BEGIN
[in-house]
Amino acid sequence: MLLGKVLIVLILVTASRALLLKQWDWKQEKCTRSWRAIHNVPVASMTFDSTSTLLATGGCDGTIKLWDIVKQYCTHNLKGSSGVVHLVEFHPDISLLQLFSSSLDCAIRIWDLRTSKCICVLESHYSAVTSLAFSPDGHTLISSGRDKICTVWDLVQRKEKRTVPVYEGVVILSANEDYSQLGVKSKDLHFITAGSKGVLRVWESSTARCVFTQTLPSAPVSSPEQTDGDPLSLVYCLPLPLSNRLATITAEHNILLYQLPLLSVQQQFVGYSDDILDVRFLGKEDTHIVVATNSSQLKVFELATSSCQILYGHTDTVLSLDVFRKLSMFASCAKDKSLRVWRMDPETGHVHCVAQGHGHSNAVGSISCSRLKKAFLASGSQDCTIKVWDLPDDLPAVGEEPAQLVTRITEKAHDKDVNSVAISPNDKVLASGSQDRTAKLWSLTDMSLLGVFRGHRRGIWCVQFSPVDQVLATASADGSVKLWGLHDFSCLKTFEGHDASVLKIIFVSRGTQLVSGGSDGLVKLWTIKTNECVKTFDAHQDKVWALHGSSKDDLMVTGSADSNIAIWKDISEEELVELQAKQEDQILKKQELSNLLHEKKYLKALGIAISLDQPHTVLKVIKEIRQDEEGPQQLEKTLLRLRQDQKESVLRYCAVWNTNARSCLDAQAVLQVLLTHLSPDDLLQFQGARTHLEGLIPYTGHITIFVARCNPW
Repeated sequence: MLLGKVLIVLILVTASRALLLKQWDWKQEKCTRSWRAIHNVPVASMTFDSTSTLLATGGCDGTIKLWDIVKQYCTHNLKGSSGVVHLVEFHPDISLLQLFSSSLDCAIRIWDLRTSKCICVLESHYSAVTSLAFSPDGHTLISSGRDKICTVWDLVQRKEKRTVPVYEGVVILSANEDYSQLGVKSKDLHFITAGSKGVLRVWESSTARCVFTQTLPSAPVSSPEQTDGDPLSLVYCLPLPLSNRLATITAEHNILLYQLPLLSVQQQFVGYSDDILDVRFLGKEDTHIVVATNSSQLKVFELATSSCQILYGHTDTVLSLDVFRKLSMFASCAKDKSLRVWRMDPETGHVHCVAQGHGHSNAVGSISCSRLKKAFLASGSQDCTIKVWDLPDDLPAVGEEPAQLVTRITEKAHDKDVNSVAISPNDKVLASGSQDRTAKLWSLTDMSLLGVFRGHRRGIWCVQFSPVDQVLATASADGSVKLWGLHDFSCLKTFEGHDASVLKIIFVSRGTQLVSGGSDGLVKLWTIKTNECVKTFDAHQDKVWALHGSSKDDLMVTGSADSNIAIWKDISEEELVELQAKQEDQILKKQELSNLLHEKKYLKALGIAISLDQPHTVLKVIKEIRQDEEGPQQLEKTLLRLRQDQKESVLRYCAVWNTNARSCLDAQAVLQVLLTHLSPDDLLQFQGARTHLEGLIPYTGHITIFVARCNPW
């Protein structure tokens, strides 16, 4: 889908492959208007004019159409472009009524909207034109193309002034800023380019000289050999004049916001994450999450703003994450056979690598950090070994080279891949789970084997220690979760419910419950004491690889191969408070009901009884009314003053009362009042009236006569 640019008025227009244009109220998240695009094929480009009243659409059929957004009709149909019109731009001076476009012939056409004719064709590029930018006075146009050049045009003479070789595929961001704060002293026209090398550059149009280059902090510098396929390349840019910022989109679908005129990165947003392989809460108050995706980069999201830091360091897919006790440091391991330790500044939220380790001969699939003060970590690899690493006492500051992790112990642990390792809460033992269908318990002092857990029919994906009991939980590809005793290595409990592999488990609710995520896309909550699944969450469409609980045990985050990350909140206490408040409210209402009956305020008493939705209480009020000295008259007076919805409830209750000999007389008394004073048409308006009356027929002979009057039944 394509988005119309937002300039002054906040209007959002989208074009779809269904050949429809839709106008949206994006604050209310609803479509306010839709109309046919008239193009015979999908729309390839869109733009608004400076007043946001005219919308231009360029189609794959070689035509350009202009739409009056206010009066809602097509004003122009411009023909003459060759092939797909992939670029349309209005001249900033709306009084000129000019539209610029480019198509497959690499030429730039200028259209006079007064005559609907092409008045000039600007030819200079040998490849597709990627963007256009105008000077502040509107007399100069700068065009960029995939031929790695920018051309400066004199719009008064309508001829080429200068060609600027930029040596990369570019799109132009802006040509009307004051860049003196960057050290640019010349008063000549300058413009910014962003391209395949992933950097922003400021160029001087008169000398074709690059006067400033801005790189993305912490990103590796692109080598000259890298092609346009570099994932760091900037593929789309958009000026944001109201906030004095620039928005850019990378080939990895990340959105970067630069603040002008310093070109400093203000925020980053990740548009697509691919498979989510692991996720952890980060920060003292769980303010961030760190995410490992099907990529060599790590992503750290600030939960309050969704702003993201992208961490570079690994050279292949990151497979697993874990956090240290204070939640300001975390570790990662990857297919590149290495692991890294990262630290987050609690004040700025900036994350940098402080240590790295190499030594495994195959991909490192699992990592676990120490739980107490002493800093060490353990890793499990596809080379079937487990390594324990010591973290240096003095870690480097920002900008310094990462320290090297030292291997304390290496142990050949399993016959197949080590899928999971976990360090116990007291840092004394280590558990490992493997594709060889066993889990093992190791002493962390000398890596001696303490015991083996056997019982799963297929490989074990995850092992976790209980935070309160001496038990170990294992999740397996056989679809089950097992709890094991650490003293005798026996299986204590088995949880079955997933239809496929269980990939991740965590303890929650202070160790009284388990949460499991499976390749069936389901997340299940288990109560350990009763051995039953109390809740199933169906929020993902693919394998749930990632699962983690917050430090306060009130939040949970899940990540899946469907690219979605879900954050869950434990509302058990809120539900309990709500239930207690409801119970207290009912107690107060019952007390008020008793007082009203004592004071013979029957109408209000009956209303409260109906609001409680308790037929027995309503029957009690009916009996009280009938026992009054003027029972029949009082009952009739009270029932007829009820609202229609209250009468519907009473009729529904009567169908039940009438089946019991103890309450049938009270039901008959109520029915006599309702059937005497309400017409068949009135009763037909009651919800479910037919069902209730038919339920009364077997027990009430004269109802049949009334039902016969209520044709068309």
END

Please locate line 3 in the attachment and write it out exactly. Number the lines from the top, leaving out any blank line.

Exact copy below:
Repeated sequence: MLLGKVLIVLILVTASRALLLKQWDWKQEKCTRSWRAIHNVPVASMTFDSTSTLLATGGCDGTIKLWDIVKQYCTHNLKGSSGVVHLVEFHPDISLLQLFSSSLDCAIRIWDLRTSKCICVLESHYSAVTSLAFSPDGHTLISSGRDKICTVWDLVQRKEKRTVPVYEGVVILSANEDYSQLGVKSKDLHFITAGSKGVLRVWESSTARCVFTQTLPSAPVSSPEQTDGDPLSLVYCLPLPLSNRLATITAEHNILLYQLPLLSVQQQFVGYSDDILDVRFLGKEDTHIVVATNSSQLKVFELATSSCQILYGHTDTVLSLDVFRKLSMFASCAKDKSLRVWRMDPETGHVHCVAQGHGHSNAVGSISCSRLKKAFLASGSQDCTIKVWDLPDDLPAVGEEPAQLVTRITEKAHDKDVNSVAISPNDKVLASGSQDRTAKLWSLTDMSLLGVFRGHRRGIWCVQFSPVDQVLATASADGSVKLWGLHDFSCLKTFEGHDASVLKIIFVSRGTQLVSGGSDGLVKLWTIKTNECVKTFDAHQDKVWALHGSSKDDLMVTGSADSNIAIWKDISEEELVELQAKQEDQILKKQELSNLLHEKKYLKALGIAISLDQPHTVLKVIKEIRQDEEGPQQLEKTLLRLRQDQKESVLRYCAVWNTNARSCLDAQAVLQVLLTHLSPDDLLQFQGARTHLEGLIPYTGHITIFVARCNPW